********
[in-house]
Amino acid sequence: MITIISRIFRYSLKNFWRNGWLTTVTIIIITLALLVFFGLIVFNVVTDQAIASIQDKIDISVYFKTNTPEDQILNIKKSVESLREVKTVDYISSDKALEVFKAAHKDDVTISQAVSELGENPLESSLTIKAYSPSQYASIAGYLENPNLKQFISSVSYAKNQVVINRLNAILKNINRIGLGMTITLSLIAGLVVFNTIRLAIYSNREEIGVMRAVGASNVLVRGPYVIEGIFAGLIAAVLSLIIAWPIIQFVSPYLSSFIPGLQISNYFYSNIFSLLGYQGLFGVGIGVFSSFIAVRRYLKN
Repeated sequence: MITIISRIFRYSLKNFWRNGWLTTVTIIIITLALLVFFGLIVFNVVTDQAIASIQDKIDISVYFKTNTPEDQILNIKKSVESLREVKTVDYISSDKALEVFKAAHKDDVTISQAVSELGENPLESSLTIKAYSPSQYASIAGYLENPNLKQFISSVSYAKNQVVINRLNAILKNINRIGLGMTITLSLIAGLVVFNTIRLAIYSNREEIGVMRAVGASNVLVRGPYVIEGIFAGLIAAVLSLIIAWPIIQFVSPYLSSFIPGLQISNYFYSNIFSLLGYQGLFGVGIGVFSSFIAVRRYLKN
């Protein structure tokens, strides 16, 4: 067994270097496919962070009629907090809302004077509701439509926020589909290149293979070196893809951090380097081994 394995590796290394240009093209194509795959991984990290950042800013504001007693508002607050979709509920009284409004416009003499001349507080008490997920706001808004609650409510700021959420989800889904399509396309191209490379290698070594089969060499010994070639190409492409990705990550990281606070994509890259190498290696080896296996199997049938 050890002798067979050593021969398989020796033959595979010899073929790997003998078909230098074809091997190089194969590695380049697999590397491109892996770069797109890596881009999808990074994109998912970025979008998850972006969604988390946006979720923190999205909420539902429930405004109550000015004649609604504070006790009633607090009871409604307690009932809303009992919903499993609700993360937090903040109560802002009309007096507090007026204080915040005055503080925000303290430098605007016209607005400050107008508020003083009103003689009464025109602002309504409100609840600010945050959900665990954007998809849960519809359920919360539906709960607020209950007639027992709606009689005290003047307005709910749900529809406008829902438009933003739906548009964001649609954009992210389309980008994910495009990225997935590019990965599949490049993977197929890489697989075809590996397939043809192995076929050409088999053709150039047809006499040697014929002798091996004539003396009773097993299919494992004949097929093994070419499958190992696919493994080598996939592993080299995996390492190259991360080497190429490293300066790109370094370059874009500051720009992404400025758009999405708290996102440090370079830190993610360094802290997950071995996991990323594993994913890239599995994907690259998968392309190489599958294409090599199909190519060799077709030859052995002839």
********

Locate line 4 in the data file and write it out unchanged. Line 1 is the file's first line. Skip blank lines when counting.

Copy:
């Protein structure tokens, strides 16, 4: 067994270097496919962070009629907090809302004077509701439509926020589909290149293979070196893809951090380097081994 394995590796290394240009093209194509795959991984990290950042800013504001007693508002607050979709509920009284409004416009003499001349507080008490997920706001808004609650409510700021959420989800889904399509396309191209490379290698070594089969060499010994070639190409492409990705990550990281606070994509890259190498290696080896296996199997049938 050890002798067979050593021969398989020796033959595979010899073929790997003998078909230098074809091997190089194969590695380049697999590397491109892996770069797109890596881009999808990074994109998912970025979008998850972006969604988390946006979720923190999205909420539902429930405004109550000015004649609604504070006790009633607090009871409604307690009932809303009992919903499993609700993360937090903040109560802002009309007096507090007026204080915040005055503080925000303290430098605007016209607005400050107008508020003083009103003689009464025109602002309504409100609840600010945050959900665990954007998809849960519809359920919360539906709960607020209950007639027992709606009689005290003047307005709910749900529809406008829902438009933003739906548009964001649609954009992210389309980008994910495009990225997935590019990965599949490049993977197929890489697989075809590996397939043809192995076929050409088999053709150039047809006499040697014929002798091996004539003396009773097993299919494992004949097929093994070419499958190992696919493994080598996939592993080299995996390492190259991360080497190429490293300066790109370094370059874009500051720009992404400025758009999405708290996102440090370079830190993610360094802290997950071995996991990323594993994913890239599995994907690259998968392309190489599958294409090599199909190519060799077709030859052995002839």